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    Do M750s and Buell's (aside from the Blast) get 50+mpg ? Seems like those psuedo-sportsbike thingies wouldn't do very good on the MPG.

    But man, those are some beautiful bikes. The Ducati anyway.... the Buell's look a bit weird but I love the quirkiness. Too bad it would be impossible for either to have a centerstand...

    [​IMG]
    [​IMG]

    If I were looking for a sportsbike a tube-frame Buell or a carbed Ducati would be top of the list. As an all-rounder standard with a centerstand and easily-accessible mechanicals... they're a little bit off base. But I like the suggestions anyway.
    #54
  15. Rango

    Rango Phaneropter

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    Aprilia Pegaso 650?
    Rotax engine, 40hp at the rear, 115mph top.

    And if you like it adventurous, Starck made a exuberant special version of the Pegaso.
    [​IMG]

    Always heard good comments.
    #55
  16. PhilB

    PhilB Long timer

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    Monsters aren't hard to work on. The valve adjustment takes a little practice, but there are instructional videos and all that. My M900 gets between 46 and 50 mpg consistently, and with a 4.2 gallon tank, it does fine for range. I usually start looking for gas at 180 miles, but can safely go 200 unless I'm riding unusually hard, or into a strong headwind.

    PhilB
    #56
  17. LasseNC

    LasseNC XSessive!

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    [​IMG]

    Yamaha TR1
    #57
  18. jordan325ic

    jordan325ic Been here awhile

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    Wow. I looked up that TR1 (or XV920R).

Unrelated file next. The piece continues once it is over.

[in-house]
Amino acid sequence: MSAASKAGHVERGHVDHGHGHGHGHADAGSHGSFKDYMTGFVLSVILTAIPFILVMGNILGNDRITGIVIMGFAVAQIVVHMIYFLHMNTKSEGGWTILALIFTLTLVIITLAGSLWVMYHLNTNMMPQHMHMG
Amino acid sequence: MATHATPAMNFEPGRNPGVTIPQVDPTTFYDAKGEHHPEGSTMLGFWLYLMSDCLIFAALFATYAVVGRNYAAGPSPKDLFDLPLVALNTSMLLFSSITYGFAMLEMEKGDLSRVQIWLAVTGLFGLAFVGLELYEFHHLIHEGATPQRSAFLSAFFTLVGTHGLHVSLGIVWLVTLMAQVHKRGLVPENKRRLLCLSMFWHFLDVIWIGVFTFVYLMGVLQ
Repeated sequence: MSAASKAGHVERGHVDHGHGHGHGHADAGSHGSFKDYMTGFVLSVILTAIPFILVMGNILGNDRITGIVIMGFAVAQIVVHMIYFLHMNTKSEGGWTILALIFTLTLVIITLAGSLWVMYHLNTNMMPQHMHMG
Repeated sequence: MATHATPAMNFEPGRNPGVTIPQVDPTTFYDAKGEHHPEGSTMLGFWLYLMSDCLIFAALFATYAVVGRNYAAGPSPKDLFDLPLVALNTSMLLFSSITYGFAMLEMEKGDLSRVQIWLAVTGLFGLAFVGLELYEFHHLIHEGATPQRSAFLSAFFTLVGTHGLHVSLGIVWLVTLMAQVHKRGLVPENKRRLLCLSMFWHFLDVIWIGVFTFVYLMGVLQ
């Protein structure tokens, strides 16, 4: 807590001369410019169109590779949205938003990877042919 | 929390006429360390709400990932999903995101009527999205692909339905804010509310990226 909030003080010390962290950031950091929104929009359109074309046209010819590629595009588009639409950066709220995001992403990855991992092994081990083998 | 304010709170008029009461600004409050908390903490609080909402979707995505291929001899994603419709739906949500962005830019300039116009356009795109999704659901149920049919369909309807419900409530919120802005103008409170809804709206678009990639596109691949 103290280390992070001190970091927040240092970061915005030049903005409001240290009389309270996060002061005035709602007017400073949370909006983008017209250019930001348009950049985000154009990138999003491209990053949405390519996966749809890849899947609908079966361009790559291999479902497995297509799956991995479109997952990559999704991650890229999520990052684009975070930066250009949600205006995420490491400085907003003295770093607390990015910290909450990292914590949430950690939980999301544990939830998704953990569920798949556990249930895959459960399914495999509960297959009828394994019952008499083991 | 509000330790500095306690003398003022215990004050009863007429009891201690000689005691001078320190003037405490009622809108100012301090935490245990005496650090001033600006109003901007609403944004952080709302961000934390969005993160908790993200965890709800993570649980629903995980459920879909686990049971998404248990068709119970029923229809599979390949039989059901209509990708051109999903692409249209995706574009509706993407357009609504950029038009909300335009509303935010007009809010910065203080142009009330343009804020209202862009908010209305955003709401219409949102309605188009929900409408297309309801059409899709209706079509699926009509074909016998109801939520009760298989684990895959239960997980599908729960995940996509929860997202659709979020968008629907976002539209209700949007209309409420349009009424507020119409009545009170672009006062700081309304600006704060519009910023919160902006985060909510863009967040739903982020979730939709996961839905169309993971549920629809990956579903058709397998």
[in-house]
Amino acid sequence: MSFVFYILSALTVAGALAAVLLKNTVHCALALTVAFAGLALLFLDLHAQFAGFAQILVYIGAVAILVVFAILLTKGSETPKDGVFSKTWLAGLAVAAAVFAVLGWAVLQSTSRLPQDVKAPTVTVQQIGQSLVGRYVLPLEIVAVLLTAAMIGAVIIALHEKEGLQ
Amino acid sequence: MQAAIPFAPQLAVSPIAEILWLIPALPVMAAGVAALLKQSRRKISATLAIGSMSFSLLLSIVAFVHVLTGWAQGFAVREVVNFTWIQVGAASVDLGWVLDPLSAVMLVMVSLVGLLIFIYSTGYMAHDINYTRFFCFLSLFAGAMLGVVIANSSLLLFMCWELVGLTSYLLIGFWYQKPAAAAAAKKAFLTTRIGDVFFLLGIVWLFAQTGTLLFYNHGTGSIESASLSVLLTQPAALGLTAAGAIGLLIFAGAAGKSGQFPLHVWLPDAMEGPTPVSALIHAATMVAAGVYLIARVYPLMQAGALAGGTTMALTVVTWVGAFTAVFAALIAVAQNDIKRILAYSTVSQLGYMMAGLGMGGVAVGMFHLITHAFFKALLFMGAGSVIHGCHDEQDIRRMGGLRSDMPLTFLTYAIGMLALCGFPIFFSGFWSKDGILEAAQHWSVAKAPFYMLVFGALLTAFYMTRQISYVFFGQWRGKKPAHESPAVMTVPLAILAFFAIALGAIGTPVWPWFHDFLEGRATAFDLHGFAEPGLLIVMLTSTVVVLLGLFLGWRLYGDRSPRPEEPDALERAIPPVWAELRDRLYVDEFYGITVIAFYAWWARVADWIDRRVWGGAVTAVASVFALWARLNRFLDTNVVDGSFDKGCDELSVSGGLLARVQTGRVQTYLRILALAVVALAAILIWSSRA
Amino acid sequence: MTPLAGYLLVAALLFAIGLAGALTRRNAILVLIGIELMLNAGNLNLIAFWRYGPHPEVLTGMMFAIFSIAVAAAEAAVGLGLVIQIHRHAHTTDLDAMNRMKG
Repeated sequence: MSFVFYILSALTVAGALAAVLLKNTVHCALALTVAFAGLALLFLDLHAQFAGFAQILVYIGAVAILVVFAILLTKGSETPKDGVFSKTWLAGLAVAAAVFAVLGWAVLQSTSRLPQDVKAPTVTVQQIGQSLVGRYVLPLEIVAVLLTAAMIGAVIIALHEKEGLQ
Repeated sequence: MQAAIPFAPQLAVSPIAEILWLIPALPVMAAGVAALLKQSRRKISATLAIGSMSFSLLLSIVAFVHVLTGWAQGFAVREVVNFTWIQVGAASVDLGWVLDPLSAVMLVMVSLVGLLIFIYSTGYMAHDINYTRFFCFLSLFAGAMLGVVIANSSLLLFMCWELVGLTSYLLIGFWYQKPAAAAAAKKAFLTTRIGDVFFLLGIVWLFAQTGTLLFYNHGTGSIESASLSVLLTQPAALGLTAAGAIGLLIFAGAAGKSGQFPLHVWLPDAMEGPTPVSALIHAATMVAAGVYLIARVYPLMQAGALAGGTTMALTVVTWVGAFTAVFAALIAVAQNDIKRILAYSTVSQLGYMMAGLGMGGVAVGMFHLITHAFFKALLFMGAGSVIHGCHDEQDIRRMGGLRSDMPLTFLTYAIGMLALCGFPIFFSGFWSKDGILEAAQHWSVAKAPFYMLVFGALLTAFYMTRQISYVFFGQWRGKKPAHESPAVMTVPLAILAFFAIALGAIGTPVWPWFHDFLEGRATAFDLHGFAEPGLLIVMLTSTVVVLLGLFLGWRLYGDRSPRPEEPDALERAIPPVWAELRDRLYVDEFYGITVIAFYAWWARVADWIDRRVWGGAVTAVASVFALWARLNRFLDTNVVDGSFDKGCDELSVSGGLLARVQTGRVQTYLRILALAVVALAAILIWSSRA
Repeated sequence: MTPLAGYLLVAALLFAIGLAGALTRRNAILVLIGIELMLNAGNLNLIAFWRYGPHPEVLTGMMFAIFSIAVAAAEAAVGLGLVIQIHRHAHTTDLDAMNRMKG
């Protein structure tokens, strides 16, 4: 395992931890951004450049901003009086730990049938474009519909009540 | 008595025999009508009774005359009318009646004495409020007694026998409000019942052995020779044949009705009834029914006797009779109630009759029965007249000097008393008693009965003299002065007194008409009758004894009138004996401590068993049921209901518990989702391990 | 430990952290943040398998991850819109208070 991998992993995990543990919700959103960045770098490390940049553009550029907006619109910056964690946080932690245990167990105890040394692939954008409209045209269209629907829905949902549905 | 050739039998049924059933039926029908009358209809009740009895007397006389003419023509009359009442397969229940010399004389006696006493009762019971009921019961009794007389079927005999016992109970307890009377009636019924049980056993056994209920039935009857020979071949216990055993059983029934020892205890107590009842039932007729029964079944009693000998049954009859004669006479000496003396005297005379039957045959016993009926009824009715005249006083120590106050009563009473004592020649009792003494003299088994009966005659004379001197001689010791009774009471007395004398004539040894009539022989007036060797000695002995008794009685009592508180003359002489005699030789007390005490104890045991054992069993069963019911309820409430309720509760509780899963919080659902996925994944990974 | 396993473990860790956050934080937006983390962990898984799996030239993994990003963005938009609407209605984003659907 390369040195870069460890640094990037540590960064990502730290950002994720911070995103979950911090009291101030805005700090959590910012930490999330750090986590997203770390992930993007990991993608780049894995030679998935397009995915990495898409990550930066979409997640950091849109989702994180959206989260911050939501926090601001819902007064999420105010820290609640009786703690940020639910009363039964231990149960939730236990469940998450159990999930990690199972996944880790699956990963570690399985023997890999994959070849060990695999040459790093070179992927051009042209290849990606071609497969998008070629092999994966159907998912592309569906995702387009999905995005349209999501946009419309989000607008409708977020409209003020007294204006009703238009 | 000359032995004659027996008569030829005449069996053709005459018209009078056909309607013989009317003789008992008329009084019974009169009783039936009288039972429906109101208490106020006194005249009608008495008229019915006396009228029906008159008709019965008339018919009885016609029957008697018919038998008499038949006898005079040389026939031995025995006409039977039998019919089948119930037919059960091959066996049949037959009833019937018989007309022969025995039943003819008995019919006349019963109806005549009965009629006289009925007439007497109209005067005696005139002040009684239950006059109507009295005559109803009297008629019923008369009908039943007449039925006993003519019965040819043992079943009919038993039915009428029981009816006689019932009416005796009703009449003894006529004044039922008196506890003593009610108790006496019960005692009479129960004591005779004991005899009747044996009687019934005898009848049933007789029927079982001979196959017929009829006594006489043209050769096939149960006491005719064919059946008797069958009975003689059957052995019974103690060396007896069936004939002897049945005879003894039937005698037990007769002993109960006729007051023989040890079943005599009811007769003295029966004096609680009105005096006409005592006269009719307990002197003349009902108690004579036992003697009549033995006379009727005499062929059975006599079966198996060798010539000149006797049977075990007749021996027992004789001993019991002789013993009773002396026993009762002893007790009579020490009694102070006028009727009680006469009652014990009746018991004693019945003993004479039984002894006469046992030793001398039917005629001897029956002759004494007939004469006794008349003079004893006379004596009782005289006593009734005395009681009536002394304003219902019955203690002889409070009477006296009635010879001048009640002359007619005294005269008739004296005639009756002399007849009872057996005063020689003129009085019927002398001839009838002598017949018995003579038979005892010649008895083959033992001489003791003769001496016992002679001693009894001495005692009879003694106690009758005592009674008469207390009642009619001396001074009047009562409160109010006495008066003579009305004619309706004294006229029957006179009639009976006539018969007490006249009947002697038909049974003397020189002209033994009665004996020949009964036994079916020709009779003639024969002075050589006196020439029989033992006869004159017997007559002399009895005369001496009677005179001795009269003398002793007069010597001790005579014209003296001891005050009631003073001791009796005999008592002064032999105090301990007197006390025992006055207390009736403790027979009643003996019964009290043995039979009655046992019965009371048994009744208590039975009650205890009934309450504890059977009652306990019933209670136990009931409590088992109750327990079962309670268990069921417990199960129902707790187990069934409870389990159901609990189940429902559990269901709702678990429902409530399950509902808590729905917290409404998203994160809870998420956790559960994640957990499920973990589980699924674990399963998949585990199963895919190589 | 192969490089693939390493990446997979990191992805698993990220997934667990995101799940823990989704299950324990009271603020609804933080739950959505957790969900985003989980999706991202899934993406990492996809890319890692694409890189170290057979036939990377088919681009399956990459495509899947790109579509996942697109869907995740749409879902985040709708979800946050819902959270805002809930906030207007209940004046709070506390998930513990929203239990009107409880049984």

I can't believe it, but it's a bike that actually ticks all the boxes. And it has a 5.2 gallon tank, and it has a centerstand... May have just "found" my bike. Now to actually find it...

    Looks great too IMO.
    [​IMG]
    #58
  19. Tim McKittrick

    Tim McKittrick Long timer

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    I can only speak for the last of the tuber Buell bikes- I have a 01 s3- but these do indeed get terrific mileage. I average 55 or so with mine, and with the closed loop injection it'll do even better at altitude. With abuse and scofflaw hooliganism I can drop it into the high 30s... where my st2 Ducati seems to always be. I know you were looking for carbs to have easy maintenance, but frankly the injected bikes I have owned have been far less trouble than the carbed ones. All I have ever had to do was replace fuel filters and balance the throttle bodies on those machines with more than one. The Buell system is robust and works well.

    The Buells worst feature maintenance wise is the lack of a center stand, as you've noted. Rear tire replacement requires using a pit stand. Beyond that, they are dead simple- only oil and filter changes, sparkplugs, and a drive belt every 40k. Later ones are indeed better. I find I am using my S3 Buell more than any of my other bikes, and I wouldn't hesitate to utilize it as a daily all-rounder.
    #59
  20. scootertrash

    scootertrash Mobile Homie

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    I love simple, easy to maintain bikes which is why I too have a Dr650, a 2003 and a previous 1993 DR 650. I'm getting worried about the 2003 and the stories of grenading 3rd gears.. Been reading about it over on the DR650 thread..am I unduly worried, or should I plan to go through the expense and hassle of replacing it with the updated Suzuki gear?
    #60